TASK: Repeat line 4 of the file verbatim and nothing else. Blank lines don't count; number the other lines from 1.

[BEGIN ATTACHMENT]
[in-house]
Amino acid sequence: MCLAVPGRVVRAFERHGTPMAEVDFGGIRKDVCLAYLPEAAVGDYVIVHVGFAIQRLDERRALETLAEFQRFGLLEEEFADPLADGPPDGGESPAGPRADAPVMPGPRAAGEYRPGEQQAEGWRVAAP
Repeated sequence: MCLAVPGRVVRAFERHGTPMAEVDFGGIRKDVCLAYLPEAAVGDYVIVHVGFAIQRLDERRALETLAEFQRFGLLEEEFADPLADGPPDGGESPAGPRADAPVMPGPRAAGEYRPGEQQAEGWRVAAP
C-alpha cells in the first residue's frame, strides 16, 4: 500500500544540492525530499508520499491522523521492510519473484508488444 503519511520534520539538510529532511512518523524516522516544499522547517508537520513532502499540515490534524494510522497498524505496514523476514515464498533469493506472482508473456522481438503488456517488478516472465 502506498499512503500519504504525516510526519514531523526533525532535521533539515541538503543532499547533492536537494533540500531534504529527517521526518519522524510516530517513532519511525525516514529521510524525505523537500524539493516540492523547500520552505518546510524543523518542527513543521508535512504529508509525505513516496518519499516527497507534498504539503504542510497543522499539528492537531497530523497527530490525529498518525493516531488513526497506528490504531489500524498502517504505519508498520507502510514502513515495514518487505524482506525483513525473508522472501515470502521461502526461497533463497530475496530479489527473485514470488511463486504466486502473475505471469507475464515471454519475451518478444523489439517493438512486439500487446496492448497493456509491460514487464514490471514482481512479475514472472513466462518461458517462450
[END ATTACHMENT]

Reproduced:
C-alpha cells in the first residue's frame, strides 16, 4: 500500500544540492525530499508520499491522523521492510519473484508488444 503519511520534520539538510529532511512518523524516522516544499522547517508537520513532502499540515490534524494510522497498524505496514523476514515464498533469493506472482508473456522481438503488456517488478516472465 502506498499512503500519504504525516510526519514531523526533525532535521533539515541538503543532499547533492536537494533540500531534504529527517521526518519522524510516530517513532519511525525516514529521510524525505523537500524539493516540492523547500520552505518546510524543523518542527513543521508535512504529508509525505513516496518519499516527497507534498504539503504542510497543522499539528492537531497530523497527530490525529498518525493516531488513526497506528490504531489500524498502517504505519508498520507502510514502513515495514518487505524482506525483513525473508522472501515470502521461502526461497533463497530475496530479489527473485514470488511463486504466486502473475505471469507475464515471454519475451518478444523489439517493438512486439500487446496492448497493456509491460514487464514490471514482481512479475514472472513466462518461458517462450